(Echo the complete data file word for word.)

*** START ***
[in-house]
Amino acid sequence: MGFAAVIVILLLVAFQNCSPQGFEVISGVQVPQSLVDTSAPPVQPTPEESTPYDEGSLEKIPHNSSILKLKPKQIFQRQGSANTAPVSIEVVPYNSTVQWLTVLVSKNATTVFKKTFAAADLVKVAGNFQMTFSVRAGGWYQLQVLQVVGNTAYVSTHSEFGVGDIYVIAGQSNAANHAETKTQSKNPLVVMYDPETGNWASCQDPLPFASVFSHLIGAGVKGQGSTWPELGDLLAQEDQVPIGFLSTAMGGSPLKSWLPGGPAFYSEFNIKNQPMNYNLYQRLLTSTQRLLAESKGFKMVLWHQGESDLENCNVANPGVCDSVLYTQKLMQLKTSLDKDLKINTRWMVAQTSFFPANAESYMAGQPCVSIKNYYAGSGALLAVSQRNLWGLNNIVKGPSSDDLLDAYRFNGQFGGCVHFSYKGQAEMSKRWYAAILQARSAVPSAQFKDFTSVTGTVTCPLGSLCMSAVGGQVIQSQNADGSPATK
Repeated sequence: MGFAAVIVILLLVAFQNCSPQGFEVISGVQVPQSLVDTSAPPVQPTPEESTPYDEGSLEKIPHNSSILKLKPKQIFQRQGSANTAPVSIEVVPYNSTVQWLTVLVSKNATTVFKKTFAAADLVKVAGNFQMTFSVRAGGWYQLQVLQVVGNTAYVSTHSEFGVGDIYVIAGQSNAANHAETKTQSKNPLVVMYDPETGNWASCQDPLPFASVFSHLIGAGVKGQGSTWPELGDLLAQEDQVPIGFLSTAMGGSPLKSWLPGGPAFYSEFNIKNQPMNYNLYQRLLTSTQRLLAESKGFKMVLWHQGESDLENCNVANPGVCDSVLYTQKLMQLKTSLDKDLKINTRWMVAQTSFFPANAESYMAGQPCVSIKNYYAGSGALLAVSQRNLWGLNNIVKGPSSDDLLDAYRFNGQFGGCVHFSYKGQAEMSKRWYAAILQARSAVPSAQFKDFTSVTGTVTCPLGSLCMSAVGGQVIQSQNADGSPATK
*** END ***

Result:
[in-house]
Amino acid sequence: MGFAAVIVILLLVAFQNCSPQGFEVISGVQVPQSLVDTSAPPVQPTPEESTPYDEGSLEKIPHNSSILKLKPKQIFQRQGSANTAPVSIEVVPYNSTVQWLTVLVSKNATTVFKKTFAAADLVKVAGNFQMTFSVRAGGWYQLQVLQVVGNTAYVSTHSEFGVGDIYVIAGQSNAANHAETKTQSKNPLVVMYDPETGNWASCQDPLPFASVFSHLIGAGVKGQGSTWPELGDLLAQEDQVPIGFLSTAMGGSPLKSWLPGGPAFYSEFNIKNQPMNYNLYQRLLTSTQRLLAESKGFKMVLWHQGESDLENCNVANPGVCDSVLYTQKLMQLKTSLDKDLKINTRWMVAQTSFFPANAESYMAGQPCVSIKNYYAGSGALLAVSQRNLWGLNNIVKGPSSDDLLDAYRFNGQFGGCVHFSYKGQAEMSKRWYAAILQARSAVPSAQFKDFTSVTGTVTCPLGSLCMSAVGGQVIQSQNADGSPATK
Repeated sequence: MGFAAVIVILLLVAFQNCSPQGFEVISGVQVPQSLVDTSAPPVQPTPEESTPYDEGSLEKIPHNSSILKLKPKQIFQRQGSANTAPVSIEVVPYNSTVQWLTVLVSKNATTVFKKTFAAADLVKVAGNFQMTFSVRAGGWYQLQVLQVVGNTAYVSTHSEFGVGDIYVIAGQSNAANHAETKTQSKNPLVVMYDPETGNWASCQDPLPFASVFSHLIGAGVKGQGSTWPELGDLLAQEDQVPIGFLSTAMGGSPLKSWLPGGPAFYSEFNIKNQPMNYNLYQRLLTSTQRLLAESKGFKMVLWHQGESDLENCNVANPGVCDSVLYTQKLMQLKTSLDKDLKINTRWMVAQTSFFPANAESYMAGQPCVSIKNYYAGSGALLAVSQRNLWGLNNIVKGPSSDDLLDAYRFNGQFGGCVHFSYKGQAEMSKRWYAAILQARSAVPSAQFKDFTSVTGTVTCPLGSLCMSAVGGQVIQSQNADGSPATK